A function, defined using the keyword ‘def’, is a cohesive group of statements designed to accomplish a specific task.

It allows for the organization of code into

  1. Manageable sections and
  2. The ability to perform repetitive actions. An example of the proper usage of ‘def’ is provided below.

For example :

def exampleDef(params):

del in python Keywords

  1. del is used to delete the reference to an object.
  2. Everything is an object in Python.
  3. We can delete a variable reference using the del keyword

For example:

>>> a = b = elon
>>> del a
>>> a
Traceback (most recent call last):
  File "<string>", line 1, in <module>
NameError: name 'elon' is not defined
>>> b

Python del keyword

As you can see in the above example, the del keyword removes the reference of the ‘a’ from elon. However, ‘b’ still exists.

del can also be used to delete items from a list or a dictionary:

x = ['elon','musk','tesla']
del x[1]

if, else, elif in python keyword

If, else, and elif are utilized for making decisions and branching based on certain conditions.

These statements allow us to evaluate a specific condition and execute a specific block of code only if that condition is met. For example,

  1. if we want to check if a variable is greater than a certain value, we can use the “if” statement.
  2. If we want to check for multiple conditions, we can use the “elif” statement, which is short for “else if.”
  3. Lastly, the “else” statement is used when none of the previous conditions are met and the block of code within it will be executed.

For example :

def exampleIf(a):
   if a == 1:
       print('Its number 1')
   elif a == 2:
       print('Its number 2')
       print('Elon mush would be proud')


Output :

Its number 2
Elon mush would be proud
Its number 1

Python if, else, elif keyword

The above function, check the input number and prints the results,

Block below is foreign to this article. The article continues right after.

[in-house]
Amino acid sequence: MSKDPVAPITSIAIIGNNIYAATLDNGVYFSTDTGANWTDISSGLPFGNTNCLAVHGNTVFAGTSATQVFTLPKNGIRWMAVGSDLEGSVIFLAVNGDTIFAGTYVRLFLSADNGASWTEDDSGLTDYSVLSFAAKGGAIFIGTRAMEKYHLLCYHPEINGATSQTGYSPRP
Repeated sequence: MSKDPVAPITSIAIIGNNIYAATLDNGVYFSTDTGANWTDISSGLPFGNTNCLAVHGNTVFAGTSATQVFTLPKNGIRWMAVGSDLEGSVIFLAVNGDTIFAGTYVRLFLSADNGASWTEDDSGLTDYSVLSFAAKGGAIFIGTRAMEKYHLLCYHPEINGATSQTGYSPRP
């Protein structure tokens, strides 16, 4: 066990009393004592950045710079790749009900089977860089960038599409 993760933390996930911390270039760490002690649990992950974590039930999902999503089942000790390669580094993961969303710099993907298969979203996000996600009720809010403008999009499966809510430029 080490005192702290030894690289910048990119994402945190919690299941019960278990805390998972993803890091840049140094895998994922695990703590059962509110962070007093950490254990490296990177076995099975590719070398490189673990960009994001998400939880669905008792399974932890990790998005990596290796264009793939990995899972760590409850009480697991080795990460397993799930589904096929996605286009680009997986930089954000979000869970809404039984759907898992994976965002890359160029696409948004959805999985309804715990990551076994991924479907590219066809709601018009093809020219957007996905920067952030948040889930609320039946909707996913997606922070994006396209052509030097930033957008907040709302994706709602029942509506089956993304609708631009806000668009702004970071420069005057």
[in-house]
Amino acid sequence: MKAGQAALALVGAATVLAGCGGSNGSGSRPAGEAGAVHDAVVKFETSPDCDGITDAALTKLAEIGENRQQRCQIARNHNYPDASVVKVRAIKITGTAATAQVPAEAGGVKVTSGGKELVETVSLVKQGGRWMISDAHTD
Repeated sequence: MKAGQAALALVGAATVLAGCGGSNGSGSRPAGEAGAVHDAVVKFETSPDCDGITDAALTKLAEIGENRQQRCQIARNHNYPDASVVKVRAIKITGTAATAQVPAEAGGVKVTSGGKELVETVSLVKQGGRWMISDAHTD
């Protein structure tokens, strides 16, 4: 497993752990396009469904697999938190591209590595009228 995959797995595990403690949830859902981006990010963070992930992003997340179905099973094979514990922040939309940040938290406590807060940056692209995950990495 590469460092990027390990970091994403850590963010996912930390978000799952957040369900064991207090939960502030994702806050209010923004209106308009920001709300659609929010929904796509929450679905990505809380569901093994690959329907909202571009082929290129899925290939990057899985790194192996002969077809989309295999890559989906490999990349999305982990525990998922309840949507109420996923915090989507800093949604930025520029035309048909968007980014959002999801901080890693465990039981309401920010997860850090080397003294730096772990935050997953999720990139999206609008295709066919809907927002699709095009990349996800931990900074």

1. Its number 2
  2. Elon mush would be proud
  3. Its number 1

based on the condition satisfied, when a number is based to the function.

except, raise, try keyword in Python

In Python, the keywords “except”, “raise”, and “try” are utilized in conjunction with exceptions.

Exceptions, also known as errors, indicate that something has gone wrong during the execution of a program.

Some examples of exceptions in Python include

  1. IOError,
  2. ValueError,
  3. ZeroDivisionError,
  4. ImportError,
  5. NameError, and
  6. TypeError.

To handle these exceptions, try…except blocks are utilized. Additionally, the “raise” keyword can be used to explicitly throw an exception in a program. For example:

def exmaplefun(a,b):
        x = a / b
        print('Exception caught')
    return x


Output :

Exception caught

Python except, raise, try keyword

As you can see in the exmaplefun()` returns the division of two numbers. However, passing two values one as a number and a string raised an exception.

This is caught by our try…except block and we return None. As a result, raised the ZeroDivisionError explicitly by checking the input and handled it elsewhere as follows:

if num == 0:
    raise ZeroDivisionError('cannot divide')

finally keyword in python

The finally block is utilized in conjunction with a try-except block to properly close and release any resources, such as file streams, that were opened during the try block.

This ensures that the code within the finally block will always be executed, regardless of whether an exception was handled or not.

For example :

except exception1:
except exception2:

If an exception occurs within the Try-block, it will be handled in either the except or else block.

However, regardless of the order in which the code is executed, the Finally-block will always run, even in the event of an error.

This is beneficial for releasing and cleaning up resources.

for keyword in python

The for loop is commonly utilized for iterating through a set number of iterations.

It is commonly used when we have a specific number of repetitions in mind. In Python, loops can be utilized with various types of sequences, such as lists or strings.

As an example, we can use a for loop to iterate through a list of names.

names = ['Elon','Mark','Jeff','Andy']
for i in names:
    print('Yo '+i)

Output :

Yo Elon
Yo Mark
Yo Jeff
Yo Andy

Python for keyword

from, import keyword in python

The keyword “import” is utilized to bring modules into the current workspace.

On the other hand, the syntax “from…import” is used to selectively import specific attributes or functions into the current namespace.

For instance:

import math